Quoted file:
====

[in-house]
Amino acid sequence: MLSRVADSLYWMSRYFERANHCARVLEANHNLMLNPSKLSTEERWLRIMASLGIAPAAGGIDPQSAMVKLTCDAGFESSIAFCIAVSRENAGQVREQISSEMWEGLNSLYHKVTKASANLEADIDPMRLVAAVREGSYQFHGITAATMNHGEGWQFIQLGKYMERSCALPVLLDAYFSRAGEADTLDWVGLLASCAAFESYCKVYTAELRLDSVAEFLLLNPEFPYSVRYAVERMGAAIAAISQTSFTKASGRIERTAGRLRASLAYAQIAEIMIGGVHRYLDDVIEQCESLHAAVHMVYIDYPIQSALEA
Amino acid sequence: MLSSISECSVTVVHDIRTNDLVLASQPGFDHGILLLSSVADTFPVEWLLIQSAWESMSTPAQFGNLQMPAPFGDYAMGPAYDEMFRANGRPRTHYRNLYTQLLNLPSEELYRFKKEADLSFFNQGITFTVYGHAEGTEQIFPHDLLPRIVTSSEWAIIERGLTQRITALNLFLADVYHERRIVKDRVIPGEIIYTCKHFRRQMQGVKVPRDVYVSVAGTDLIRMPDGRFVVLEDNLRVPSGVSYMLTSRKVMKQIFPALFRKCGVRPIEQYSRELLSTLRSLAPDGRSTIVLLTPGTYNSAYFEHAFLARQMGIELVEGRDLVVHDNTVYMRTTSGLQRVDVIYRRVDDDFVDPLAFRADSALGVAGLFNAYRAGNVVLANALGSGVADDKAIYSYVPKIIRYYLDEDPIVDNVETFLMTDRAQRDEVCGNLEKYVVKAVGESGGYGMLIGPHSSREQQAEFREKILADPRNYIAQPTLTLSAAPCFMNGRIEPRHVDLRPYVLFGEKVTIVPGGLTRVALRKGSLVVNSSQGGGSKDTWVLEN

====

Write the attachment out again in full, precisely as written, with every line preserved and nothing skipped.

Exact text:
[in-house]
Amino acid sequence: MLSRVADSLYWMSRYFERANHCARVLEANHNLMLNPSKLSTEERWLRIMASLGIAPAAGGIDPQSAMVKLTCDAGFESSIAFCIAVSRENAGQVREQISSEMWEGLNSLYHKVTKASANLEADIDPMRLVAAVREGSYQFHGITAATMNHGEGWQFIQLGKYMERSCALPVLLDAYFSRAGEADTLDWVGLLASCAAFESYCKVYTAELRLDSVAEFLLLNPEFPYSVRYAVERMGAAIAAISQTSFTKASGRIERTAGRLRASLAYAQIAEIMIGGVHRYLDDVIEQCESLHAAVHMVYIDYPIQSALEA
Amino acid sequence: MLSSISECSVTVVHDIRTNDLVLASQPGFDHGILLLSSVADTFPVEWLLIQSAWESMSTPAQFGNLQMPAPFGDYAMGPAYDEMFRANGRPRTHYRNLYTQLLNLPSEELYRFKKEADLSFFNQGITFTVYGHAEGTEQIFPHDLLPRIVTSSEWAIIERGLTQRITALNLFLADVYHERRIVKDRVIPGEIIYTCKHFRRQMQGVKVPRDVYVSVAGTDLIRMPDGRFVVLEDNLRVPSGVSYMLTSRKVMKQIFPALFRKCGVRPIEQYSRELLSTLRSLAPDGRSTIVLLTPGTYNSAYFEHAFLARQMGIELVEGRDLVVHDNTVYMRTTSGLQRVDVIYRRVDDDFVDPLAFRADSALGVAGLFNAYRAGNVVLANALGSGVADDKAIYSYVPKIIRYYLDEDPIVDNVETFLMTDRAQRDEVCGNLEKYVVKAVGESGGYGMLIGPHSSREQQAEFREKILADPRNYIAQPTLTLSAAPCFMNGRIEPRHVDLRPYVLFGEKVTIVPGGLTRVALRKGSLVVNSSQGGGSKDTWVLEN